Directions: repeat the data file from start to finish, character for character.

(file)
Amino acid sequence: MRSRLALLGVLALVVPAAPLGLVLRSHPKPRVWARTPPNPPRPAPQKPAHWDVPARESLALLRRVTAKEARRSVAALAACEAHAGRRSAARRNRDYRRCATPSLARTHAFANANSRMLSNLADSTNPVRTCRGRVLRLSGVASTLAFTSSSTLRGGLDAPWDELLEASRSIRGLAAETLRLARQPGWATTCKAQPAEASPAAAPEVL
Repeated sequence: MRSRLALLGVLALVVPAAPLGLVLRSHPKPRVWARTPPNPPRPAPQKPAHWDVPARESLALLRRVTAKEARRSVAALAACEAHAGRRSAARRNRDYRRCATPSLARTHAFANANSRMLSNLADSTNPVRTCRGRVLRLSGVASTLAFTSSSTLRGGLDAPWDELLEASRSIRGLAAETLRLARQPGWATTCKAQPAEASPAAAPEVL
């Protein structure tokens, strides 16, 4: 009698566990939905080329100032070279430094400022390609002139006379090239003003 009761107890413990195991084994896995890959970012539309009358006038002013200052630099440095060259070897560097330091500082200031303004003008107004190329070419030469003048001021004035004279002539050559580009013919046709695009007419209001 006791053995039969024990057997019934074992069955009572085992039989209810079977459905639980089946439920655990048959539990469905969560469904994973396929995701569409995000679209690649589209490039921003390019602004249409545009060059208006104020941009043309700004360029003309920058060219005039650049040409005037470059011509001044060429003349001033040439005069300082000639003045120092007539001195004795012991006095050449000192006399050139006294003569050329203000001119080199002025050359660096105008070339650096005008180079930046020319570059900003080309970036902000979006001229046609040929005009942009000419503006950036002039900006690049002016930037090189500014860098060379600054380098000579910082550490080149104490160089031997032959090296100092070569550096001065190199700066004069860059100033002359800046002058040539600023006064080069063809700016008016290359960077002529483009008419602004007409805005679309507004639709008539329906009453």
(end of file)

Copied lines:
Amino acid sequence: MRSRLALLGVLALVVPAAPLGLVLRSHPKPRVWARTPPNPPRPAPQKPAHWDVPARESLALLRRVTAKEARRSVAALAACEAHAGRRSAARRNRDYRRCATPSLARTHAFANANSRMLSNLADSTNPVRTCRGRVLRLSGVASTLAFTSSSTLRGGLDAPWDELLEASRSIRGLAAETLRLARQPGWATTCKAQPAEASPAAAPEVL
Repeated sequence: MRSRLALLGVLALVVPAAPLGLVLRSHPKPRVWARTPPNPPRPAPQKPAHWDVPARESLALLRRVTAKEARRSVAALAACEAHAGRRSAARRNRDYRRCATPSLARTHAFANANSRMLSNLADSTNPVRTCRGRVLRLSGVASTLAFTSSSTLRGGLDAPWDELLEASRSIRGLAAETLRLARQPGWATTCKAQPAEASPAAAPEVL
């Protein structure tokens, strides 16, 4: 009698566990939905080329100032070279430094400022390609002139006379090239003003 009761107890413990195991084994896995890959970012539309009358006038002013200052630099440095060259070897560097330091500082200031303004003008107004190329070419030469003048001021004035004279002539050559580009013919046709695009007419209001 006791053995039969024990057997019934074992069955009572085992039989209810079977459905639980089946439920655990048959539990469905969560469904994973396929995701569409995000679209690649589209490039921003390019602004249409545009060059208006104020941009043309700004360029003309920058060219005039650049040409005037470059011509001044060429003349001033040439005069300082000639003045120092007539001195004795012991006095050449000192006399050139006294003569050329203000001119080199002025050359660096105008070339650096005008180079930046020319570059900003080309970036902000979006001229046609040929005009942009000419503006950036002039900006690049002016930037090189500014860098060379600054380098000579910082550490080149104490160089031997032959090296100092070569550096001065190199700066004069860059100033002359800046002058040539600023006064080069063809700016008016290359960077002529483009008419602004007409805005679309507004639709008539329906009453």